In 1990—two years before he burst onto the filmmaking scene with his low-budget actioner El Mariachi—Robert Rodriguez made a short film called Bedhead. Shot in his backyard with the help of his family, the short centers around a young girl who terrorizes her slovenly older brother with newfound psychic powers.
Nearly two decades later, after a lot of adult-oriented—and very R-rated—fare and a handful of family films (including the fantastic Spy Kids (2001)), Rodriguez has finally made what can best be called an extension of Bedhead. His latest flick for kids, Shorts, carries the same sense of preteen empowerment and supernatural adventure, while still being—since it was shot in and around Rodriguez’s home—a homegrown, low-budget, family-made affair (the concept for the film was thought up by Rodriguez’s son Rebel, who also makes an appearance in the movie, along with his siblings Racer, Rocket and Bianca).
The movie is presented as a series of interconnected short films (Rodriguez has said in interviews that this is his take on Hal Roach, complete with Our Gang-styled title cards). Each follows a group of kids and their misadventures with a magical wishing rock that suddenly shows up in their quaint suburban neighborhood. Narrated by awkward, braces-sporting social misfit “Toe” Thompson (Jimmy Bennett, Star Trek), Shorts jumps around out of order from short to short, as Toe pauses and fast-forwards through the action to get to the best parts.
Even though these are kids in possession of a rainbow-colored wishing rock, their enthusiasm causes nothing to go quite right—from the accidental creation of booger monsters, to bipedal alligators, to a creepy, psychic infant (think Alia Atreides from Dune). There are also, of course, various nefarious forces to contend with—such as the Steve Jobs-like gadget-making megalomaniac Mr. Black (James Spader) and his daughter Helvetica (newcomer Jolie Vanier), who even gets her own snazzy theme song. But in classic Rodriguez fashion—and in the vein of his Spy Kids flicks—the bad guys aren’t really all that bad, just mostly misunderstood.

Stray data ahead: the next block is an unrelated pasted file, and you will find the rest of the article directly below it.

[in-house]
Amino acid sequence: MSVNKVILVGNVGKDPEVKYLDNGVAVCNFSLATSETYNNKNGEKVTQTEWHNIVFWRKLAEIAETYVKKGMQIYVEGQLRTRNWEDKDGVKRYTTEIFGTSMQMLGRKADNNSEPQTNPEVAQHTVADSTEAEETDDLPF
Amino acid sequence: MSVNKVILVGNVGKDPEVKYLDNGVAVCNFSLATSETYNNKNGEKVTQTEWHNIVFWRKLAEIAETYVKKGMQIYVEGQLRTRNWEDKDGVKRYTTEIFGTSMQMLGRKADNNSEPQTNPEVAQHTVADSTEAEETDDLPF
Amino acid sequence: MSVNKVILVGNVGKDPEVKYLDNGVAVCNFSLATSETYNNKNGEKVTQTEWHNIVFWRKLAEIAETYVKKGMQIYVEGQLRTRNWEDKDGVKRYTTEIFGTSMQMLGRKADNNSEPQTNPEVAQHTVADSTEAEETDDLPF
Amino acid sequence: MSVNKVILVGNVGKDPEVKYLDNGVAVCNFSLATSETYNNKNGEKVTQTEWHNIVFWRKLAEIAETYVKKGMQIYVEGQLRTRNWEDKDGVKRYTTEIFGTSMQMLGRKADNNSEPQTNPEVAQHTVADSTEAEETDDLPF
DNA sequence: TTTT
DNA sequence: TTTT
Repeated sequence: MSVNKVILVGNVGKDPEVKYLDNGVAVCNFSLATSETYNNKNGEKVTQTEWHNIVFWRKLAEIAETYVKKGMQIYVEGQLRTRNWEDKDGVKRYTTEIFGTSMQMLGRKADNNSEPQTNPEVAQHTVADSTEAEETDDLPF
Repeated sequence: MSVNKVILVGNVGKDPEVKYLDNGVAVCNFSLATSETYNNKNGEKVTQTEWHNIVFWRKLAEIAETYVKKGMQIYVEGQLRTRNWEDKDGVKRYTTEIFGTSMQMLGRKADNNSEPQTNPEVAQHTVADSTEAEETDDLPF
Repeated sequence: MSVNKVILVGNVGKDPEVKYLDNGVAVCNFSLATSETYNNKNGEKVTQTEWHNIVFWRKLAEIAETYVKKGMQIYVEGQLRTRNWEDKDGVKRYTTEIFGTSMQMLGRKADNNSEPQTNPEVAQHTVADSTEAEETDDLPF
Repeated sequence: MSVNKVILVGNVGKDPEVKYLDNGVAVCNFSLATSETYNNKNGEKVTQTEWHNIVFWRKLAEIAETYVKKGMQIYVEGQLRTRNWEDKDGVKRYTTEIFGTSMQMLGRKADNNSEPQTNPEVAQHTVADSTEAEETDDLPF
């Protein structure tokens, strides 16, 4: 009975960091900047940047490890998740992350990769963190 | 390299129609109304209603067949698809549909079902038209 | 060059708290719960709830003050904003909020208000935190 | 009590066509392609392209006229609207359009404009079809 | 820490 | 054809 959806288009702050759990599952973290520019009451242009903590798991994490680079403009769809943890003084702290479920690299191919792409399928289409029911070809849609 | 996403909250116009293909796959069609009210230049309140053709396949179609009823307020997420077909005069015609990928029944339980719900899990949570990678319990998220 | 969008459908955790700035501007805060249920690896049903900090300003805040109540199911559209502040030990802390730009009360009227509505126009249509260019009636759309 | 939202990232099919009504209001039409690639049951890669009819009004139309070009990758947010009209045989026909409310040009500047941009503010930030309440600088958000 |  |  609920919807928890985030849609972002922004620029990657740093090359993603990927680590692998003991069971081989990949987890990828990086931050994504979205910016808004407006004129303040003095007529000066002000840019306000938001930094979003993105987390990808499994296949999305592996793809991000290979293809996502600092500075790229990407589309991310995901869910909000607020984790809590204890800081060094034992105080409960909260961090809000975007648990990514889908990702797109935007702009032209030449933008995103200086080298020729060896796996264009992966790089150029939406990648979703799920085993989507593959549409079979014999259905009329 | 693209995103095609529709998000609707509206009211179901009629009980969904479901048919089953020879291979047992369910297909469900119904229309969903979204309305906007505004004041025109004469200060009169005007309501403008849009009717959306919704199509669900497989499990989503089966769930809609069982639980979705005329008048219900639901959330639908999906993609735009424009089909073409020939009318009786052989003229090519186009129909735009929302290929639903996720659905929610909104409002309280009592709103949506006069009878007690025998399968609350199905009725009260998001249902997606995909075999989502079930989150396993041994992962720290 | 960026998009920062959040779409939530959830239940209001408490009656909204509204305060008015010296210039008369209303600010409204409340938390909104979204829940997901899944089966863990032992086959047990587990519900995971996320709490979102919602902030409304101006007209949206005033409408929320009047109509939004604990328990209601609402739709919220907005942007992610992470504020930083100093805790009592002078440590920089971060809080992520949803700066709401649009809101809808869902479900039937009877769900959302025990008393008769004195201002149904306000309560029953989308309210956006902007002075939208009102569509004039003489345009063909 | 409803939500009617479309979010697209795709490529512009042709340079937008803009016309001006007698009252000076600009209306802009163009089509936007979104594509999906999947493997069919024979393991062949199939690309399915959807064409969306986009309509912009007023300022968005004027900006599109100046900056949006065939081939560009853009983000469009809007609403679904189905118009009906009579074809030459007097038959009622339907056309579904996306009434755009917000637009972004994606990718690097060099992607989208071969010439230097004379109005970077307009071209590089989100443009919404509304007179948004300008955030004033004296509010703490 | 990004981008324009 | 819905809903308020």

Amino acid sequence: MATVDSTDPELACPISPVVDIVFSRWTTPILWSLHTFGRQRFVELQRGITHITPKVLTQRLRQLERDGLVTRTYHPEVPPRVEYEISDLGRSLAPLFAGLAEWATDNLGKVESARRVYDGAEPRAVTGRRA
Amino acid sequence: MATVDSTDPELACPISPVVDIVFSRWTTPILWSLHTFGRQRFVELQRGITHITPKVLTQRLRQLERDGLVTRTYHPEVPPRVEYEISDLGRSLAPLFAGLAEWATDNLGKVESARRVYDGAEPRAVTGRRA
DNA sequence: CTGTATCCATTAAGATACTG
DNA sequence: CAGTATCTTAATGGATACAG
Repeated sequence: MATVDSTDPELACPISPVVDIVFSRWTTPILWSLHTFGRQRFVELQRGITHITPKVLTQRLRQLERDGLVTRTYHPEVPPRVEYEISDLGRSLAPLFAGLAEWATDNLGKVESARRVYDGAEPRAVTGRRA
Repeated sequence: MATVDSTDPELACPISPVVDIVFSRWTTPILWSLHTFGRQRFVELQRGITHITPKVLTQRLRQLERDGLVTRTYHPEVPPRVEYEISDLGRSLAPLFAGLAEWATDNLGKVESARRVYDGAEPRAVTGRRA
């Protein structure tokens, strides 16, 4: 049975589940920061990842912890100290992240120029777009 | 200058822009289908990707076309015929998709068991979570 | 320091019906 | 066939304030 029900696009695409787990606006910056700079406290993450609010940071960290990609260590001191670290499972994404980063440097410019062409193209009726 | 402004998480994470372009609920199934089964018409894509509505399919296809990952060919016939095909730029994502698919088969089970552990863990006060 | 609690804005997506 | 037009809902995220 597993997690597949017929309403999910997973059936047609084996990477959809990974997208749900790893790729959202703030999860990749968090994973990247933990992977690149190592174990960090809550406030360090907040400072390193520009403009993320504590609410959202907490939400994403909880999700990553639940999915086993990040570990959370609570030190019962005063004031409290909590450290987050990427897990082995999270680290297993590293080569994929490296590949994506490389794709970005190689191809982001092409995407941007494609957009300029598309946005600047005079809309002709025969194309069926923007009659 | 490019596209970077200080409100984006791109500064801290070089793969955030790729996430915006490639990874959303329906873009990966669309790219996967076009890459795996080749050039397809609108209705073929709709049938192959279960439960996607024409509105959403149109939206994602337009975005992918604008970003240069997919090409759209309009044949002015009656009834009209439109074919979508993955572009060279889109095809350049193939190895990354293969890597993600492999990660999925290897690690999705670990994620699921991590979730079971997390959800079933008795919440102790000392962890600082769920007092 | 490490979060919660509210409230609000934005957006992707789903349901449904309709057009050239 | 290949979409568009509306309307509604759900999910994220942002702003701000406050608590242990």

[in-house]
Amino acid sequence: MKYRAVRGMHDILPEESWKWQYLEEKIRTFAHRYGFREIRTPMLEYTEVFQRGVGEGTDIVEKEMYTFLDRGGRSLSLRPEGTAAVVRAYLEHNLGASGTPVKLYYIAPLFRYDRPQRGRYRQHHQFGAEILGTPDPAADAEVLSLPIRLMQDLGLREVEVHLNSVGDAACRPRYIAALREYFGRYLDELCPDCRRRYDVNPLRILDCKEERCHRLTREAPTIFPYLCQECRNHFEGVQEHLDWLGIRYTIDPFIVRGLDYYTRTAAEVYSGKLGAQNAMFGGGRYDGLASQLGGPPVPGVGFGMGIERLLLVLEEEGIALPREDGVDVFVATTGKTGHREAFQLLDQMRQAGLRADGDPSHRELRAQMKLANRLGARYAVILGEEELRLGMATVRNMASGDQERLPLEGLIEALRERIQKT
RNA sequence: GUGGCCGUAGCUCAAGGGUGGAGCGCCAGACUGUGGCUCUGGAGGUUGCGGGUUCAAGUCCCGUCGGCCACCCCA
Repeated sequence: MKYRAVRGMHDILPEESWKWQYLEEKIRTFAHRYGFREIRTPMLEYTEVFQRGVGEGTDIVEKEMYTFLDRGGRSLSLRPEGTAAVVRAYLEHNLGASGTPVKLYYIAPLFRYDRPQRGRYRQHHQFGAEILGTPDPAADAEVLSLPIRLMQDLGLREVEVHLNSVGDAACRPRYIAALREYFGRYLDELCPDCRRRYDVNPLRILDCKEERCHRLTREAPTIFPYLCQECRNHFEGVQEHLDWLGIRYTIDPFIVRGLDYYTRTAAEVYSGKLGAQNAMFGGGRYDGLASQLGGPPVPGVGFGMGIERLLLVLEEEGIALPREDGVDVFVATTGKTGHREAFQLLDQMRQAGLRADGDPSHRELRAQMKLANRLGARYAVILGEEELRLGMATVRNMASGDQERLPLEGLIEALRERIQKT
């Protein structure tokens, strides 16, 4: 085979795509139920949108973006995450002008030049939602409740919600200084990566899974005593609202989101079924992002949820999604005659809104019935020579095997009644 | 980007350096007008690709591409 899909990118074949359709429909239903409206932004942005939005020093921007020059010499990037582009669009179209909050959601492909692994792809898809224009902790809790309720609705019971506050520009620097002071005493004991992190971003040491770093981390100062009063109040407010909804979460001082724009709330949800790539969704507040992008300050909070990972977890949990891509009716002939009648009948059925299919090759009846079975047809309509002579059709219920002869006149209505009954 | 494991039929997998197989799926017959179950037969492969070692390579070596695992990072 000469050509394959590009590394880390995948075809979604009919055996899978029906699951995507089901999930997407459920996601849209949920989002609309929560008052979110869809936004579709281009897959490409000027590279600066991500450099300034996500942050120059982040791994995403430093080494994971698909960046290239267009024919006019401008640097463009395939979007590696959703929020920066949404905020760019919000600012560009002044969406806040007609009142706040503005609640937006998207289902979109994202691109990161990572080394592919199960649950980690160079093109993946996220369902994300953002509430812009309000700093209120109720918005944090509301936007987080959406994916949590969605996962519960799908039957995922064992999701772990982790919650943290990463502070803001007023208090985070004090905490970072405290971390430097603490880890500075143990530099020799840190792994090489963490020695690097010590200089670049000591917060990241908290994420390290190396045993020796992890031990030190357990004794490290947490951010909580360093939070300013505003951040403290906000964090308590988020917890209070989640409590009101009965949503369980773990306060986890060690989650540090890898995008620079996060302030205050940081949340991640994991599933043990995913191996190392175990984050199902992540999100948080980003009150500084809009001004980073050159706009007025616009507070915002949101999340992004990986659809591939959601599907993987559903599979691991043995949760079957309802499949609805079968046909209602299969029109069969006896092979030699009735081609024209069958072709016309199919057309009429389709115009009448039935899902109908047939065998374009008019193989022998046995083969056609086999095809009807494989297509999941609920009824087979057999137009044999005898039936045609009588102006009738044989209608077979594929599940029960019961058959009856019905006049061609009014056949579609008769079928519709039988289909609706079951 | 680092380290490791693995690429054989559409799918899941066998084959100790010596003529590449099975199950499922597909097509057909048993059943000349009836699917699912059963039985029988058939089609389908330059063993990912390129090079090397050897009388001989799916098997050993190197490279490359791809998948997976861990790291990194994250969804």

The same heart—borne out of the feeling that Rodriguez genuinely likes kids—and the imagination that was on display in Spy Kids shows up here, and the low-budget feel of the film suits the guerilla-filmmaking style that the director cut his teeth on. The best bits and pieces are when Rodriguez goes for a lo-fi feel, using editing techniques and stop-motion effects. Unfortunately, the film falters when CGI is introduced, attempting to give a bigger budget and Hollywood feel to a movie that just doesn’t have the cash to support it, let alone the need. Aside from the computer effects simply being shoddy, they also betray the movie’s homemade feel.
No, Shorts never approaches the purely entertaining greatness of the first two Spy Kids movies, lacking a lot of the surprise, simple charm and outstanding production design. However, that being said, it’s a tough standard to live up to, since few people have made kids movies that good to begin with. This doesn’t keep Shorts from being its own nice—albeit flawed—piece of family entertainment. Rated PG for mild action and some rude humor.